This statement was originally published on ipi.media on 15 July 2020.
Prominent Al Jazeera news anchor Ghada Oueiss and her colleague Ola Fares have been targeted in what researchers say is a “systemic” online harassment campaign by Saudi Arabian social media accounts.
While Oueiss had been viciously harassed online in the past, the two women were most recently subject to an avalanche of online attacks in early June, with Twitter users spreading private pictures of Oueiss in a swimsuit, which were stolen from her phone after hacking it, with denigrating accusations, messages and innuendos on how the journalists had achieved their successful careers.
An analysis by Marc Owen Jones, a researcher and professor at Hamad bin Khalifa University in Qatar, found that the campaign – which resulted in over 25,000 tweets and retweets in just 24 hours – was driven by numerous prominent Saudi Twitter accounts.
[Thread]1/ I see a lot of disgusting things online, but tonight the level of high level misogyny on 'Gulf Twitter' is astounding. There is a systemic campaign to smear two women journalists @OlaAlfares and @ghadaoueiss, who work for Al Jazeera. The campaign involves thousands pic.twitter.com/F1goEDtrsT
— Marc Owen Jones (@marcowenjones) June 9, 2020
Oueiss recently covered several issues that are a thorn in Saudi Arabia’s side, including the assassination of journalist Jamal Khashoggi, leading to concerns that the attacks were retaliation for the journalist’s coverage.
IPI Executive Director Barbara Trionfi condemned the harassment campaign.
“We are appalled at the vicious online attacks on Ghaida Oueiss and Ola Fares, which not only aim to discredit their work and reputation but also silence them through a campaign of intimidation,” Trionfi said.
History of being targeted online
Oueiss told IPI that she reported the tweets that originally shared the content with Twitter but received a slow response, which she said allowed the massive dissemination of the content to continue.
Originally from Lebanon, Oueiss is not a stranger to being the target of online smear campaigns. “The first attacks began back in 2011 during the Arab Spring and intensified in 2013, while covering the war in Syria, where I was labelled as a ‘terrorist’s sexual slave’ by al-Assad internet brigades,” she said in a phone conversation with IPI.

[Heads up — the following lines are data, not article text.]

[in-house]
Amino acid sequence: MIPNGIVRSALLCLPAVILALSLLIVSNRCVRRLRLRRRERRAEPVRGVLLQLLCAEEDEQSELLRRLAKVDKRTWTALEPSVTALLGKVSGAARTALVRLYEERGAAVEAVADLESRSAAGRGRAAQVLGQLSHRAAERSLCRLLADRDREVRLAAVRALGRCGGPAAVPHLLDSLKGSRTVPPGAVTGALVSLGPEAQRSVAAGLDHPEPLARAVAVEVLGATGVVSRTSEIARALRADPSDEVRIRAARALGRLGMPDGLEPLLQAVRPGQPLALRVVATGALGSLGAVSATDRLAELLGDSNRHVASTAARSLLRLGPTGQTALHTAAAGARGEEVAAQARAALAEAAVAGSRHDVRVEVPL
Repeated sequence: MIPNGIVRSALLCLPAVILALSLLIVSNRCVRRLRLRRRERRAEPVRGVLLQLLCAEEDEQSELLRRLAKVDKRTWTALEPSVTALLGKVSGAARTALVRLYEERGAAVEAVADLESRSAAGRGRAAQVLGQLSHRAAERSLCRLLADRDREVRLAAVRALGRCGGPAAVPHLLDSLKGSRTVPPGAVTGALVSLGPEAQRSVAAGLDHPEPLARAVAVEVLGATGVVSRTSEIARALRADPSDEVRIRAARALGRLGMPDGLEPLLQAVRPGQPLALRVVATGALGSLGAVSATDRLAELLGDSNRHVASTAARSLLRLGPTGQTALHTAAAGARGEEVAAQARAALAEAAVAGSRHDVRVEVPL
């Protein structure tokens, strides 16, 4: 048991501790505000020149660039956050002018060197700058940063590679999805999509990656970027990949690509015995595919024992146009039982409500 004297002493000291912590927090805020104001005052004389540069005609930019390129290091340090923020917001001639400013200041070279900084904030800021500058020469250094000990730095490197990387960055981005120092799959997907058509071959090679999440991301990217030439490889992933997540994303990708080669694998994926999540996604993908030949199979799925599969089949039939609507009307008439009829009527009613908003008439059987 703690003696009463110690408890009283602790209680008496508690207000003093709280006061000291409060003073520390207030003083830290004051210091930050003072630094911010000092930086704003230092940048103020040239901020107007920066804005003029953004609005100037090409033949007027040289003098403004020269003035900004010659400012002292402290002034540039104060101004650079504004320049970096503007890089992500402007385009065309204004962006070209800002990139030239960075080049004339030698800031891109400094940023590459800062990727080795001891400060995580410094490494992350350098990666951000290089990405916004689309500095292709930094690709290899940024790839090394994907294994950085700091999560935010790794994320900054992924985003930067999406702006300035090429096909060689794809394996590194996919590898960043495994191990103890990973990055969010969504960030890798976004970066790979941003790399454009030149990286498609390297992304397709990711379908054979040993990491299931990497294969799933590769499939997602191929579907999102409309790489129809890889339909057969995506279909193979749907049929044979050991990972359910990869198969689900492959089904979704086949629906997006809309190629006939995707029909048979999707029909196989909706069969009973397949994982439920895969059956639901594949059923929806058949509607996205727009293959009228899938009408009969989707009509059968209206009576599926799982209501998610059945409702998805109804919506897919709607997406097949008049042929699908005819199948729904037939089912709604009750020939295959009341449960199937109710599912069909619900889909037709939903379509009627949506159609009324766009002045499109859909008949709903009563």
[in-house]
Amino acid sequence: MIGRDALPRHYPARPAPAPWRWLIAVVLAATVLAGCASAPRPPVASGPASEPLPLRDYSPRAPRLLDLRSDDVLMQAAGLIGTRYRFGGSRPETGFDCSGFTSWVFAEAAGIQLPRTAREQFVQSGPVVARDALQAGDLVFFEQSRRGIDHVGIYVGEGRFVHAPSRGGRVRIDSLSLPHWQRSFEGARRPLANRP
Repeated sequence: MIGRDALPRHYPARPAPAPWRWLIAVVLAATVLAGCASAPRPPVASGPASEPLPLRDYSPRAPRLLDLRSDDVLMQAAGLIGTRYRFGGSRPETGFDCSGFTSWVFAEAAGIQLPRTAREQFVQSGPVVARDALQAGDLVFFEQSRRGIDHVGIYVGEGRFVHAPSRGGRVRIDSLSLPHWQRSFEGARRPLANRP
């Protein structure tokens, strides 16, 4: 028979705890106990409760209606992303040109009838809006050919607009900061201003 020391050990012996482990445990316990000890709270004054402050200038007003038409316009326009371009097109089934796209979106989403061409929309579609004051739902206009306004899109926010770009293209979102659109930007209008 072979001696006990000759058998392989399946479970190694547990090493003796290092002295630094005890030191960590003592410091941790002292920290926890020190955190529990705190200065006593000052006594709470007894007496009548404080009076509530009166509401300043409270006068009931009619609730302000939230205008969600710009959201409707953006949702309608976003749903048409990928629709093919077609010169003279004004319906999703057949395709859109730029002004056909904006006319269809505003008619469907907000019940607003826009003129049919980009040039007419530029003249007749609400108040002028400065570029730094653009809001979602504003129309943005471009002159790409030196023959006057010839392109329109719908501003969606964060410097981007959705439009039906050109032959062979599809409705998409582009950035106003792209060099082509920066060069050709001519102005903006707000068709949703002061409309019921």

Since then, the number of misogynistic online attacks has only grown, ranging from doctored pin-up pictures with her face cropped in to cartoons implying that she engaged in sexual favours to advance her career to Twitter accounts impersonating her. In the offline world, there have been missed calls from unknown phone numbers that she believes were meant to intimidate her.
“I didn’t want these attacks to curb my journalism. I did not give in to the threats. So, I repeated to myself ‘Ghada, you have to be even stronger now’,” Oueiss said, reflecting on the hours right after her private pictures where exposed on June 2. “It took a lot of energy, but this is the price I pay for being a good Arab female professional journalist.”
State actors and smear campaigns
Previous IPI research has shed light on how powerful state actors have increasingly resorted to online harassment and smear campaigns as a strategy to control the narrative and intimidate critical voices into silence.
Owen Jones noted that Saudi Arabia has carried out disinformation campaigns against its critics on social media in the past. It has used other electronic means, too. Earlier this year, IPI joined calls for an investigation into the Kingdom’s alleged hacking of Washington Post owner Jeff Bezos’s phone. Khashoggi, whose murder trial began last week in Istanbul, worked as a columnist at The Post. Other journalists have reported being targeted by similar Saudi hacking efforts.
The smear campaign against Oueiss and Fales was also condemned by Agnes Callemard, the U.N. special rapporteur on extrajudicial killings who led an investigation into Khashoggi’s 2018 murder and was herself targeted online.
“These types of attacks threaten press freedom through the toll they can take on victims, leaving them wondering whether it is worth covering the news and present the facts,” Trionfi noted. “Unfortunately, this is very likely what the organizers of coordinated campaigns aim at, which is why it is important to stand in solidarity with journalists subject to such abuse.”
Since 2014, the International Press Institute (IPI) has been systematically researching online harassment as a new form of silencing critical, independent media. Our work has unveiled patterns of online attacks, analysed the emotional and professional impact on journalists, and collected best practices for newsrooms to address the phenomenon.
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Source: MEDIA FEED